The craft of musical theatre is passed between generations—from teacher to student and from student to teacher.
Musical theatre artists are no longer just actors, writers, or singers, and schools are finding new ways to train them.
Theatre educators model, shape, develop and even work alongside their students.
Seven composers, lyricists, and book writers share where and how they trained to create work for the stage.
Think you have to study in the Big Apple to fulfill those Broadway dreams? Change that tune.
For some musical theatre programs, working professionally while in school is not an option, while others leave it up to the students.
Training programs offering undergrad musical theatre degrees provide students with tools for life onstage and beyond.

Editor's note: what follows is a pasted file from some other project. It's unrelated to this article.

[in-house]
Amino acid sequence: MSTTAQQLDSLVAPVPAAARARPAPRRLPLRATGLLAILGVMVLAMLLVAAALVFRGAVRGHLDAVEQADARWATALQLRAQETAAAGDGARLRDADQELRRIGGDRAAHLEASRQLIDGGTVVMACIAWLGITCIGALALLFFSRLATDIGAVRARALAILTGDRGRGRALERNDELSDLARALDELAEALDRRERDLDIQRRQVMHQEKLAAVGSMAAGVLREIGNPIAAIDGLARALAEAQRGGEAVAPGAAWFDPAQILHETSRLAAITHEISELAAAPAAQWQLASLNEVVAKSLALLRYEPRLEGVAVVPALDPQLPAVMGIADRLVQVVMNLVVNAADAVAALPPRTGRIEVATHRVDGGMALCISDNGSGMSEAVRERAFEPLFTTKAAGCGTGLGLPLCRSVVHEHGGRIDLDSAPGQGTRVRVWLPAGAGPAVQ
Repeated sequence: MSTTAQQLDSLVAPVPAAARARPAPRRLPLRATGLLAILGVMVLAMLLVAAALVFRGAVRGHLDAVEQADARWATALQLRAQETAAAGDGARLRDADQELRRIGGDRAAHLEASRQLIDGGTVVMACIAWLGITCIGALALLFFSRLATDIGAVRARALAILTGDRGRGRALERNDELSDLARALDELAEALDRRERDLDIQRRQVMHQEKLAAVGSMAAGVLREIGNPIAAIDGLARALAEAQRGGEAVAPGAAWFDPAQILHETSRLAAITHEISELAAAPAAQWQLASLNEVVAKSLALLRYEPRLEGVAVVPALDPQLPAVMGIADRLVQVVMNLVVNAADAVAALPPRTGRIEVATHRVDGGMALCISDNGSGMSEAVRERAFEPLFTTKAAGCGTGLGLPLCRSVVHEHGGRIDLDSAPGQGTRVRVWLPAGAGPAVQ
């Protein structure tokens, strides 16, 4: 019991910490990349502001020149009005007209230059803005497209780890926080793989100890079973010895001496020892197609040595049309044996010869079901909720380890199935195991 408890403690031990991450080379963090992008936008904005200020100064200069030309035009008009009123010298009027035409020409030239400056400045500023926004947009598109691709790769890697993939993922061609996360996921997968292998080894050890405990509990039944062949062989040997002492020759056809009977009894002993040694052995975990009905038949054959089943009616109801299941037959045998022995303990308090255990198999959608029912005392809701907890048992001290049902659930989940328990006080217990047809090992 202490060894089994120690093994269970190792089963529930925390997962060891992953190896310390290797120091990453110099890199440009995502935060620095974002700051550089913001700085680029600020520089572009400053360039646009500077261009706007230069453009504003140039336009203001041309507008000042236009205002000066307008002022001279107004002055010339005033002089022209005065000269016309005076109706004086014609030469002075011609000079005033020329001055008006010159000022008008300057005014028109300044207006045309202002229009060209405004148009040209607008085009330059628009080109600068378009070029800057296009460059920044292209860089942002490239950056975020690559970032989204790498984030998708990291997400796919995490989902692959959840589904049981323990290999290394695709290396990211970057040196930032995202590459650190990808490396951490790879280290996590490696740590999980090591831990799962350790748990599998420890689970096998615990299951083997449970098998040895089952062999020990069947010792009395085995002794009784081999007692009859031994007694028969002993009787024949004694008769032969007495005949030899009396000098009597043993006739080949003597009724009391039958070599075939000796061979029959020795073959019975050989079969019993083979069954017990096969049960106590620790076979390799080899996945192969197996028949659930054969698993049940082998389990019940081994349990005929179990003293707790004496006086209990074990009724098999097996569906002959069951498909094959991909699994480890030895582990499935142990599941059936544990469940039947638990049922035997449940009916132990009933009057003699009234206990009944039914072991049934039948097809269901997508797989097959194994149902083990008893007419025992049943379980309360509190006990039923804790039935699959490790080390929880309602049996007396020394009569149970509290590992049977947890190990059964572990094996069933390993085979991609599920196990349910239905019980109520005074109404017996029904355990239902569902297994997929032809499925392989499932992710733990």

All stage performers must strike a balance between ‘head’ work and physical theatre, but the main trick may be not to see them as separate.
Carrie Coon, Crystal Dickinson, Maria Dizzia, Daniel Duque-Estrada, Stephen McKinley Henderson, and Jon Norman Schneider talk training, acting process, and the mind/body connection.
The writer shares her experience of spending 10 months in Blue Lake, Calif., at the Dell’Arte International School of Physical Theatre.